Texas Oil History Includes Delta Drilling
What started in a downtown apartment in Longview, Texas, became an international oil drilling company.
A state historic marker -- planted at 107 East Whaley Street, Longview -- is the site of the apartment that was the first headquarters for the Delta Drilling Company. The company was founded on November 17, 1931, by four immigrants and a native Houstonian.
Fifty years later the company, relocated in Tyler, was one of the largest land-based, private, contract drilling firms in the world.
The partners originally borrowed $22,000 in the depth of the Great Depression to buy two junk drilling rigs and began drilling in the East Texas oilfield. In the late 1930s and thereafter Delta branched out from East Texas, with operations in the Illinois basin, the Northeast, the Rocky Mountains, Louisiana, the Southeast, West Texas, and South Texas.
Delta received publicity throughout the industry in 1972 when it hired Claudine Shapley as "the first lady roughneck in the Western world." It was also one of the first companies in the nation to hire African-American drillers.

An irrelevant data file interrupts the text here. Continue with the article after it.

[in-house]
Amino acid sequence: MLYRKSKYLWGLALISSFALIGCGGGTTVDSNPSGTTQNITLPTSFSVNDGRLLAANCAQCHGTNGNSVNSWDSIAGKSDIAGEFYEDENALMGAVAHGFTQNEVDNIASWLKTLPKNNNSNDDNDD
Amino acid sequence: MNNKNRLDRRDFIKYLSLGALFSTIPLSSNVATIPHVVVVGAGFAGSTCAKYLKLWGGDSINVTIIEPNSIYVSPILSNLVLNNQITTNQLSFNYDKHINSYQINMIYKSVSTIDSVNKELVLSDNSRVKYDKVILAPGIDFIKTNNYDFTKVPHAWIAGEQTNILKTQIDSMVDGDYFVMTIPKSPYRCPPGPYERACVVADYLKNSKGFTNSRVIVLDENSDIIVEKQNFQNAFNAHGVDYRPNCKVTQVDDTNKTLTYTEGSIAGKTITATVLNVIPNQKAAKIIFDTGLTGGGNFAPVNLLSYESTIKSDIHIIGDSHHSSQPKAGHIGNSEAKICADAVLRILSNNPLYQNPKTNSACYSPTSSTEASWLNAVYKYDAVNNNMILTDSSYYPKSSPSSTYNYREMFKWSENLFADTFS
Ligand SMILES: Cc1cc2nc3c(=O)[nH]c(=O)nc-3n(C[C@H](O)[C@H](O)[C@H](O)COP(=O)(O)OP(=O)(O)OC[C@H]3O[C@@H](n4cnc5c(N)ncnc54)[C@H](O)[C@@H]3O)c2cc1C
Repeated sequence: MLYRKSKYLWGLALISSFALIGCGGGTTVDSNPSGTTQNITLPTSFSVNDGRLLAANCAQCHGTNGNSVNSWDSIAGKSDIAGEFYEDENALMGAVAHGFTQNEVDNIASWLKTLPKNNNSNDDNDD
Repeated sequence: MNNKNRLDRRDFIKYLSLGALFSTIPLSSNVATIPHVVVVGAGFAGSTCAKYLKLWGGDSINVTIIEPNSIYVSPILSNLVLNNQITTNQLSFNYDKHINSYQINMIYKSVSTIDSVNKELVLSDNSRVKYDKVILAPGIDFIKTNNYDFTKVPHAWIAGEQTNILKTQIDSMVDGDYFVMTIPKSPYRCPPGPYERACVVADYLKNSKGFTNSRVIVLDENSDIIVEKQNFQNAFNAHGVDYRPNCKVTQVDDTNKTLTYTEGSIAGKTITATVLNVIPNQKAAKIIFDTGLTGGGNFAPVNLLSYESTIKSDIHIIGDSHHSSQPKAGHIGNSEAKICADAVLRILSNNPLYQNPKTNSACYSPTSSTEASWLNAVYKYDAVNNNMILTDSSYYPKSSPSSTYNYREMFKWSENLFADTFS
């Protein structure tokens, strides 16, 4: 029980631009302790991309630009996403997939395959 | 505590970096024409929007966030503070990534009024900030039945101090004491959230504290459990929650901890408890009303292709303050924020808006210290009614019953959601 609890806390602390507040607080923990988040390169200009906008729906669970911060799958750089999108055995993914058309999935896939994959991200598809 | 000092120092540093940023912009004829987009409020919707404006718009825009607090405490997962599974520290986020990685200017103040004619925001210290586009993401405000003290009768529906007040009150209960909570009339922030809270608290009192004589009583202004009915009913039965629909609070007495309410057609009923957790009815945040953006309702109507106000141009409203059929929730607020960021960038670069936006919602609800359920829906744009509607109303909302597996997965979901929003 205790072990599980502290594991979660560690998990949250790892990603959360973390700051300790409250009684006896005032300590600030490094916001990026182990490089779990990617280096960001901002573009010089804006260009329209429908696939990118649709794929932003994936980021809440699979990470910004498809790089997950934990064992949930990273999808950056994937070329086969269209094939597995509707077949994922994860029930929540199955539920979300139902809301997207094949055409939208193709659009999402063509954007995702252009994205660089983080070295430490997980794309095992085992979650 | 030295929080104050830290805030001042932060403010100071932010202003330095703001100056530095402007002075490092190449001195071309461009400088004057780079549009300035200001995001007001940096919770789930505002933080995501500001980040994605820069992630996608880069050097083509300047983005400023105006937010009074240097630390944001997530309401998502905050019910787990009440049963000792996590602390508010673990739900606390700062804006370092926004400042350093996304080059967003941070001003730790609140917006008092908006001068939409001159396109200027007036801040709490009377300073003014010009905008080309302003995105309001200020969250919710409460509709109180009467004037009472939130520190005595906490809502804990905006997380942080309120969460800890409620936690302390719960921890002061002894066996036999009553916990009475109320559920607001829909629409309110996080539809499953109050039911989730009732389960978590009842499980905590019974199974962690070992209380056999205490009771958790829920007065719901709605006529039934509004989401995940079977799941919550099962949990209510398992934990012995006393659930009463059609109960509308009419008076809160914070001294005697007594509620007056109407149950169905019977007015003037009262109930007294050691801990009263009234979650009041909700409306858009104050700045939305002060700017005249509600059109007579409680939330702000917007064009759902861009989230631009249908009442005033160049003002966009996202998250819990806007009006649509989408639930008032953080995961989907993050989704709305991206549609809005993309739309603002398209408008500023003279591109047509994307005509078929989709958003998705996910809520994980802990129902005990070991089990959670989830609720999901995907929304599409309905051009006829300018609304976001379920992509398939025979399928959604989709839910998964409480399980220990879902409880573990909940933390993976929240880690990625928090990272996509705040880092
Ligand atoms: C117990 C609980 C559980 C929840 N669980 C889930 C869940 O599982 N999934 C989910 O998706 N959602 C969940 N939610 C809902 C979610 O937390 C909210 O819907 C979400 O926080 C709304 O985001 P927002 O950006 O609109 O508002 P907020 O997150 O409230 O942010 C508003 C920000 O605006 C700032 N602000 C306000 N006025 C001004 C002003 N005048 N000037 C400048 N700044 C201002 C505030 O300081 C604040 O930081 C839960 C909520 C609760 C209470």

In 1981 the firm went public and began selling its stock over the counter.
At its peak Delta operated 59 domestic drilling rigs and six foreign onshore rigs. But an industry-wide economic slump sent Delta into a long trough. In 1985, Delta sold its domestic oil and gas production and interests in two gas plants to Kerr-McGee Corporation for $140 million to pay off its bank debt.
In 1989 the firm, then known as DeltaUS, filed for Chapter 11 bankruptcy, but emerged a year later under its original name. It owned 35 land rigs in East Texas, South Texas, the Louisiana Gulf Coast, and the Appalachian region.
[Information from the Texas State Historical Association was included in this article.]